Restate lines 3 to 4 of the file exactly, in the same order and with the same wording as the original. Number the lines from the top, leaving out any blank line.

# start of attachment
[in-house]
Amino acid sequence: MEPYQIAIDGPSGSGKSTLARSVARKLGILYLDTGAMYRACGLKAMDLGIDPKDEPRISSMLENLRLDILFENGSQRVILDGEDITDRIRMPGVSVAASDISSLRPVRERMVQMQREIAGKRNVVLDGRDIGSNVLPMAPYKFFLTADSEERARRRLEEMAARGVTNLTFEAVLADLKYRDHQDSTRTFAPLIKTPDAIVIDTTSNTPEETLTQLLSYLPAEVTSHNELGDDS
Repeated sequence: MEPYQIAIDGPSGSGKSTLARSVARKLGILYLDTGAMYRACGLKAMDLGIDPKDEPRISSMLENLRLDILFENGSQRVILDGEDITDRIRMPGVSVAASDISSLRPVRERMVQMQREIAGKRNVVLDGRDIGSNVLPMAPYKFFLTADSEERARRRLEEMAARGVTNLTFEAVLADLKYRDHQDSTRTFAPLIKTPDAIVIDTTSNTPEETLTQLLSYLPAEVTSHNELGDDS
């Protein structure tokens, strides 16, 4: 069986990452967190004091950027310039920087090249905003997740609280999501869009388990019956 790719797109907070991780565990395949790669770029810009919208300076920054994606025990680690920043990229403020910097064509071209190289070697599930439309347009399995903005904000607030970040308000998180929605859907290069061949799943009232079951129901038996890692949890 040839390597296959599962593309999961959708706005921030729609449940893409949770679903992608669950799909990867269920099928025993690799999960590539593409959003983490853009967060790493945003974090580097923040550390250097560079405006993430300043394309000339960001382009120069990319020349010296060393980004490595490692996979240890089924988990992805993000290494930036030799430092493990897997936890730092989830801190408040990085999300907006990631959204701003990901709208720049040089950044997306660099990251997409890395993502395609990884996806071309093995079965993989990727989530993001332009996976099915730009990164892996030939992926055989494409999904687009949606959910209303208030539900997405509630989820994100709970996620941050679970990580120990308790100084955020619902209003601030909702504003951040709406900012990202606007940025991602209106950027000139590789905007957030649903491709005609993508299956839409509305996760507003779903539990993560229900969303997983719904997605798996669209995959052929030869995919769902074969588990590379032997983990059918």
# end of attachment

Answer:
Repeated sequence: MEPYQIAIDGPSGSGKSTLARSVARKLGILYLDTGAMYRACGLKAMDLGIDPKDEPRISSMLENLRLDILFENGSQRVILDGEDITDRIRMPGVSVAASDISSLRPVRERMVQMQREIAGKRNVVLDGRDIGSNVLPMAPYKFFLTADSEERARRRLEEMAARGVTNLTFEAVLADLKYRDHQDSTRTFAPLIKTPDAIVIDTTSNTPEETLTQLLSYLPAEVTSHNELGDDS
């Protein structure tokens, strides 16, 4: 069986990452967190004091950027310039920087090249905003997740609280999501869009388990019956 790719797109907070991780565990395949790669770029810009919208300076920054994606025990680690920043990229403020910097064509071209190289070697599930439309347009399995903005904000607030970040308000998180929605859907290069061949799943009232079951129901038996890692949890 040839390597296959599962593309999961959708706005921030729609449940893409949770679903992608669950799909990867269920099928025993690799999960590539593409959003983490853009967060790493945003974090580097923040550390250097560079405006993430300043394309000339960001382009120069990319020349010296060393980004490595490692996979240890089924988990992805993000290494930036030799430092493990897997936890730092989830801190408040990085999300907006990631959204701003990901709208720049040089950044997306660099990251997409890395993502395609990884996806071309093995079965993989990727989530993001332009996976099915730009990164892996030939992926055989494409999904687009949606959910209303208030539900997405509630989820994100709970996620941050679970990580120990308790100084955020619902209003601030909702504003951040709406900012990202606007940025991602209106950027000139590789905007957030649903491709005609993508299956839409509305996760507003779903539990993560229900969303997983719904997605798996669209995959052929030869995919769902074969588990590379032997983990059918």